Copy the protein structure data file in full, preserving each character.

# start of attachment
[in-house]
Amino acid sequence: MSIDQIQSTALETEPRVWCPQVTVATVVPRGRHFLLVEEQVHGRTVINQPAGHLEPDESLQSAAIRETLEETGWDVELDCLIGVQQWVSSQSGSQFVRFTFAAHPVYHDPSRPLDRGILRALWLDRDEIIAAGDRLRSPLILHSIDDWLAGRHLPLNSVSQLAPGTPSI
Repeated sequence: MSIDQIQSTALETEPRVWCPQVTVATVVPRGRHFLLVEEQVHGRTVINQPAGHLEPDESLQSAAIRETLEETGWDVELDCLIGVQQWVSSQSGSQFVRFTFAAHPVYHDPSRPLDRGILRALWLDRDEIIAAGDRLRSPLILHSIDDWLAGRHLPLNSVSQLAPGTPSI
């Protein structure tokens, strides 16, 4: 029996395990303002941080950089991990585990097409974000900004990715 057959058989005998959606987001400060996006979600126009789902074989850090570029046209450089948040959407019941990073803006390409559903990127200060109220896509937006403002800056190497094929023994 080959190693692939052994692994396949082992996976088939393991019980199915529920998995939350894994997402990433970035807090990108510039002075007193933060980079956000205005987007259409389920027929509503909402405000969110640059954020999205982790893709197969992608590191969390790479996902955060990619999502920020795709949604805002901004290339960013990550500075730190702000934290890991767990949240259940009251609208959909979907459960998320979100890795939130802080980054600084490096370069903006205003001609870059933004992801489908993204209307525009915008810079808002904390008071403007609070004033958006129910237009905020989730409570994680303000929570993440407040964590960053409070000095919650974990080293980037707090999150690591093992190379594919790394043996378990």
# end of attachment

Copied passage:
[in-house]
Amino acid sequence: MSIDQIQSTALETEPRVWCPQVTVATVVPRGRHFLLVEEQVHGRTVINQPAGHLEPDESLQSAAIRETLEETGWDVELDCLIGVQQWVSSQSGSQFVRFTFAAHPVYHDPSRPLDRGILRALWLDRDEIIAAGDRLRSPLILHSIDDWLAGRHLPLNSVSQLAPGTPSI
Repeated sequence: MSIDQIQSTALETEPRVWCPQVTVATVVPRGRHFLLVEEQVHGRTVINQPAGHLEPDESLQSAAIRETLEETGWDVELDCLIGVQQWVSSQSGSQFVRFTFAAHPVYHDPSRPLDRGILRALWLDRDEIIAAGDRLRSPLILHSIDDWLAGRHLPLNSVSQLAPGTPSI
């Protein structure tokens, strides 16, 4: 029996395990303002941080950089991990585990097409974000900004990715 057959058989005998959606987001400060996006979600126009789902074989850090570029046209450089948040959407019941990073803006390409559903990127200060109220896509937006403002800056190497094929023994 080959190693692939052994692994396949082992996976088939393991019980199915529920998995939350894994997402990433970035807090990108510039002075007193933060980079956000205005987007259409389920027929509503909402405000969110640059954020999205982790893709197969992608590191969390790479996902955060990619999502920020795709949604805002901004290339960013990550500075730190702000934290890991767990949240259940009251609208959909979907459960998320979100890795939130802080980054600084490096370069903006205003001609870059933004992801489908993204209307525009915008810079808002904390008071403007609070004033958006129910237009905020989730409570994680303000929570993440407040964590960053409070000095919650974990080293980037707090999150690591093992190379594919790394043996378990």